I find your post very sad. I was thrilled to find this site. I feel very alone and scared in dealing with my son's autism. Am I doing the right things for him? Am I giving him the right supplements? Are the supplements harmful to him? How should I handle outsiders? Etc. It's nice to know that there are people here going through the same thing who can offer some much-needed advice. I think it's pathetic that I'm immediately called a troll.
Chub, it is always good to post a link to the info so the skeptics can at least review it and find other ways of picking it apart. Here is a link to the abstract of the study on Pubmed
I think it is wonderful your child responded to the supplement. The great thing is that itis an antioxidant and that is something so many children (ASD or not) are lacking now a days.
Definition of Carnosine: http://en.wikipedia.org/wiki/Carnosine
Studies have shown that it can be used as an effective dietary supplement for people with autism, potentially improving such areas as auditory processing, speech & language skills, motor skills, and socialization. However, supplemental carnosine may increase corticosterone levels, which can explain the hyperactivity sometimes seen in high doses. Researchers in Australia, Britain, and Russia have also shown that carnosine has a number of antioxidant properties that may be beneficial.
Carnosine has been proven to scavenge ROS (radical oxygen species) as well as alpha-beta unsaturated aldehydes formed from peroxidation of cell membrane fatty acids during oxidative stress. It can oppose glycation and it can chelate divalent metal ions.
While a small number of studies have produced evidence of beneficial effects of N-acetyl carnosine in treating cataracts of the eyes, these and other opthamological benefits have not been proven. Britain's Royal College of Opthamologists assert that neither safety nor efficacy have been sufficiently demonstrated to recommend its use as a topical treatment for cataracts.
Typical vegetarian diets are thought to be lacking in carnosine, but whether this has a detrimental effect on vegetarians is controversial.
"Double-blind, placebo-controlled study of L-carnosine supplementation in children with autistic spectrum disorders" J Child Neurol. 2002 Nov;17(11):833-7.
"Effect of central administration of carnosine and its constituents on behaviors in chicks" Brain Res Bull. 2004; 63(1):75-82 (ISSN 0361-9230) (abstract)
Here is the definition of Carnitine: http://en.wikipedia.org/wiki/Carnitine
Carnitine, also known as L-carnitine (levocarnitine) is a quaternary ammonium compound synthesized from the amino acids lysine and methionine primarily in the liver and kidneys . It helps in the consumption and disposal of fat in the body because it is responsible for the transport of fatty acids from the cytosol into the mitochondria. It is often sold as a nutritional supplement. Originally found as a growth factor for mealworms and labeled vitamin Bt.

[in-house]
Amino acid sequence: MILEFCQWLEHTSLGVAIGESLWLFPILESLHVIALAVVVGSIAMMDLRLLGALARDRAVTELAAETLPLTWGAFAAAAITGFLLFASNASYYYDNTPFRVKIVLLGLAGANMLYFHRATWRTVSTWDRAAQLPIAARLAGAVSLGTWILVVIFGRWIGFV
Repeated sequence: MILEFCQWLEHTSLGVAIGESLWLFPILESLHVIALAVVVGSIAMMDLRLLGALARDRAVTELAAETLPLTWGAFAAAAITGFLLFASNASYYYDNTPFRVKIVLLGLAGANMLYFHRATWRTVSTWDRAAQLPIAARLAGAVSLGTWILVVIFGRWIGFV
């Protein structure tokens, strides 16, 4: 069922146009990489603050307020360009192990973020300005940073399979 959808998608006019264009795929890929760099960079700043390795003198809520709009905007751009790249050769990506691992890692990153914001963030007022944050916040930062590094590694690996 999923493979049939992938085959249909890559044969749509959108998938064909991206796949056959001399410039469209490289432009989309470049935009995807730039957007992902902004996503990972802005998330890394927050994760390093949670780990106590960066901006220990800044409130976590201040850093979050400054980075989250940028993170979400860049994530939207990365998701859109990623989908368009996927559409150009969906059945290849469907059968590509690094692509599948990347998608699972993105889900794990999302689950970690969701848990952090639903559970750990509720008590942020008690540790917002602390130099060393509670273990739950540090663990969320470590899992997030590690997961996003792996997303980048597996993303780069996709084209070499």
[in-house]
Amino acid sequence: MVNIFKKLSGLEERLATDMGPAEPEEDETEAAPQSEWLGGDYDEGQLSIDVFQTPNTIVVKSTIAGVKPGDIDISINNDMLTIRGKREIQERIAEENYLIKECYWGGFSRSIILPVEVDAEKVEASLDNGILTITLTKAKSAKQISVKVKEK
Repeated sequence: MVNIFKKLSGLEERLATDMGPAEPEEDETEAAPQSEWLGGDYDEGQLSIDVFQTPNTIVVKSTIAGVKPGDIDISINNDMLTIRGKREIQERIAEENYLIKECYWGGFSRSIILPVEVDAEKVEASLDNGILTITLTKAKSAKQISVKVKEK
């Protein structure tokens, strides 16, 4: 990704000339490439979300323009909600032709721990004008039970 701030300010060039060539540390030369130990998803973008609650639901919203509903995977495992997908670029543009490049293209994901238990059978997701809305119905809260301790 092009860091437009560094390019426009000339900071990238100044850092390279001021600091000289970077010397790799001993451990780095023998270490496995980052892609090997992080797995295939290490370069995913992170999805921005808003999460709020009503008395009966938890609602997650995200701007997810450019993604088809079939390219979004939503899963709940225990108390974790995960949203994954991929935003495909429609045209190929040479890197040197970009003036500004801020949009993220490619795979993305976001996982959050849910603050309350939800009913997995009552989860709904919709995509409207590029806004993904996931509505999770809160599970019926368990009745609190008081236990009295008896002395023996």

Natural carnitine is the L-stereoisomer. It can be synthesised within the body from the amino acids lysine or methionine. Vitamin C (ascorbic acid) is essential to the synthesis of carnitine. It has been speculated that during growth or pregnancy the requirement of carnitine could exceed its natural production.
Role in fatty acid metabolism
Carnitine transports long-chain acyl groups from fatty acids into the mitochondrial matrix so they can be oxidized for energy. Fatty acids must be activated before binding to the carnitine molecule to form acyl-carnitine. The free fatty acid in the cytosol is attached with a thioester bond to coenzyme A (CoA). This reaction is catalyzed by the enzyme fatty acyl-CoA synthetase and driven to completion by inorganic pyrophosphatase.
The acyl group on CoA can now be transferred to carnitine and the resulting acyl-carnitine transported into the mitochondrial matrix. This occurs via a series of similar steps:
Dysfunction of this process leads to the genetic disorders primary carnitine deficiency, carnitine palmitoyltransferase I deficiency, carnitine palmitoyltransferase II deficiency, and carnitine-acylcarnitine translocase deficiency.
It is important to note that carnitine acyltransferase I undergoes allosteric inhibition as a result of malonyl-CoA, an intermediate in fatty acid biosynthesis, in order to prevent futile cycling between beta-oxidation and fatty acid synthesis.
Great, hasmig - do let us know! Also, if he does endorse this supplement, maybe you could ask him what specific company and formulation he would recommend.
[QUOTE=Linda11567]My only concern is dosage. Did what you buy include the E and Zinc? did you talk to a dr at all about dosage? I see he gives a recommended dose but he doesn't say anything about age or weight. A dose for my 4 year old 40 lber shouldn't be the same as someone elses 60 lber. Thats the only thing that holds me back on supplements, how do you know how much to give?[/QUOTE]
I would love to know this too... Thanks!
I order several things from Kirkman- I am very interested in this!!!
Please post what you find out!!
Cool, I'm going to try this on Cami...so far everything I've read on the internet about this is pretty positive. Here's a website where they sell it in liquid form.
Thanks Cubb for sharing the article. As you wrote this board is a place to exchange information that could be helpful to our kids.
I have no idea what being a troll or phishing is either. Thank you for your post. I did read the Chez study and I thought it was perfect! I am thinking of giving it to my 3 year old son. He is currently in ABA and I havenever tried anything else biomedical, b/c of the poor research designs usually assocaited with them. The Chez study was perfect though. Can you tell me more about how you started the Carnosine, doses, etc....??? Thanks
Yeah, looks like a real study. I haven't heard of this supplement. Thanks for the info - I'm always looking for things that "can't hurt, might help".
This study's a few years old - anyone else replicated these results? I have not time to look - calling all googlers!